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Facebook Voting Manipulation? It's Not Just Emotions, It's Democracy Too

30/06/2014 15:34 BST | Updated 30/06/2014 15:59 BST
ASSOCIATED PRESS
Facebook CEO Mark Zuckerberg gestures while delivering the keynote address at the f8 Facebook Developer Conference Wednesday, April 30, 2014, in San Francisco. (AP Photo/Ben Margot)

Facebook can alter your mood based on what news stories it shows you.

Apparently it can also manipulate whether you're likely to vote.

Outrage has been building on Monday over the revelation that researchers working for the social network artificially altered the news feeds of some 700,000 users, in order to test how emotions spread through its site.

Reactions have ranged from mildly creeped out to full-on fury, with thousands of users pledging to close their accounts.

The researcher involved in the study has apologised and said that the results "may not have justified" the reaction:

"I are very sorry for the way the paper described the research and any anxiety it caused. In hindsight, the research benefits of the paper may not have justified all of this anxiety."

But a new report in the New Statesman has linked the study to another, earlier research project with arguably even more sinister implications.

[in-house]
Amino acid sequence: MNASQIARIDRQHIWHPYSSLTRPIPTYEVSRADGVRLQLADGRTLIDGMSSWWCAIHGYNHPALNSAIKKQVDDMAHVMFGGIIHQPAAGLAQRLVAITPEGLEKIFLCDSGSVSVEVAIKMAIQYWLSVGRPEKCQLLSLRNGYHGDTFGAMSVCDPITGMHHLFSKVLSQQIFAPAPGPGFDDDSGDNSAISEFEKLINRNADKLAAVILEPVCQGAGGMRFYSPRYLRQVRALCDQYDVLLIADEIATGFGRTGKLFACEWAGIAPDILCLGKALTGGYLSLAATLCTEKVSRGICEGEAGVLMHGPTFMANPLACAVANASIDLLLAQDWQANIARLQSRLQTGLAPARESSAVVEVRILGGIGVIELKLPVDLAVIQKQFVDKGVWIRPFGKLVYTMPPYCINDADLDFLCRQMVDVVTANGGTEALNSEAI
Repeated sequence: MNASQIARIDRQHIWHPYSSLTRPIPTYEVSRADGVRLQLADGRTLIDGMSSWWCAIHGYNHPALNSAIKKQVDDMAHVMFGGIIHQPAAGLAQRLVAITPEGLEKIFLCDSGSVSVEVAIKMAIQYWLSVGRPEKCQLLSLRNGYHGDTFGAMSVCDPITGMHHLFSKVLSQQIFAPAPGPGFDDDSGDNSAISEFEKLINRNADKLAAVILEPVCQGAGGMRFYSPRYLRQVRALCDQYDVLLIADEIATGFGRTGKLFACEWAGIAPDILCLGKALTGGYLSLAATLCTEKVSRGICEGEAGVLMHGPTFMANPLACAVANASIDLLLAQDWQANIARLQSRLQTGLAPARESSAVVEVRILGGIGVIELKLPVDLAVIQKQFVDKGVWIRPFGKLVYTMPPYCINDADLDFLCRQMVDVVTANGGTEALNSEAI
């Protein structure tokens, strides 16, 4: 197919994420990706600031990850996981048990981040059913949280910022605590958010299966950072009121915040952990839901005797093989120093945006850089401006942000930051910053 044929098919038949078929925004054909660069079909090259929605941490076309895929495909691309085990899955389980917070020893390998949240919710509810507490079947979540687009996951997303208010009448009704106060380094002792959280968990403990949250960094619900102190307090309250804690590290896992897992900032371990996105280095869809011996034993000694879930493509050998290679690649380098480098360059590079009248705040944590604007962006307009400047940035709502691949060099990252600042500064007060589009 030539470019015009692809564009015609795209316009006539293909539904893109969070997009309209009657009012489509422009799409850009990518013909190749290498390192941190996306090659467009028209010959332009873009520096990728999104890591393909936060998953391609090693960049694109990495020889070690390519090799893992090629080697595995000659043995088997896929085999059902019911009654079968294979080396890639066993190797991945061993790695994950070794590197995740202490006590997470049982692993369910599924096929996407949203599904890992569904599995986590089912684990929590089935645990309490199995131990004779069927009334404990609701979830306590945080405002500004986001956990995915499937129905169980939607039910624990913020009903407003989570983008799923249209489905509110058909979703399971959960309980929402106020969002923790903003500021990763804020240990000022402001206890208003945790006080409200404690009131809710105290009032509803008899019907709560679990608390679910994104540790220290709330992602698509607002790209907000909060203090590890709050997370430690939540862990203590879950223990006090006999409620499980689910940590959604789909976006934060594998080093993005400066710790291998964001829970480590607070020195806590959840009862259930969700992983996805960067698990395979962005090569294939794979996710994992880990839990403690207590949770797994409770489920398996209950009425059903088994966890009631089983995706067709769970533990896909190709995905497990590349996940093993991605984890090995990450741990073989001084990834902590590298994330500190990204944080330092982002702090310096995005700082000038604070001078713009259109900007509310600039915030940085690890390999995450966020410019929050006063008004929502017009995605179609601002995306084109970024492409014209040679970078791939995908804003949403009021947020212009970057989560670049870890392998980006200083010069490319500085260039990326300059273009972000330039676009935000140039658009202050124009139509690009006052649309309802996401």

The report draws attention to the fact that in 2010 Facebook made several small adjustments to banners reminding US citizens to vote.

In the study -- news of which is not new, and was not entirely ignored at the time -- two groups of 600,000 users were studied and compared, and Facebook apparently found that up to an extra 340,000 votes were cast as a result of its messages, and that tens of thousands extra were cast based on how it manipulated those banners.

The report says Facebook checked this by comparing private status updates with public voting rolls. In its story the New Statesman describes this as "a massive secret political experiment on the creepy-totalitarian side of interesting".

That said, the experiment also found that a person's close friends were a far greater influence on whether they voted than advertising messages.

However, as Brett Dixon, director of the digital marketing agency DPOM, said in a statement, the experiment is another worrying sign for those concerned that Facebook has amassed a disturbing amount of power over its audience.

"Despite Facebook's insistence that this was merely an academic experiment, it sails perilously close to the illegal world of subliminal advertising. There's a reason this insidious form of manipulation is banned - it is an abuse of people's freedom to choose.

"Whether it appeals to the head or the heart, all advertising seeks to influence people's mood. But there's a big difference between influence and control."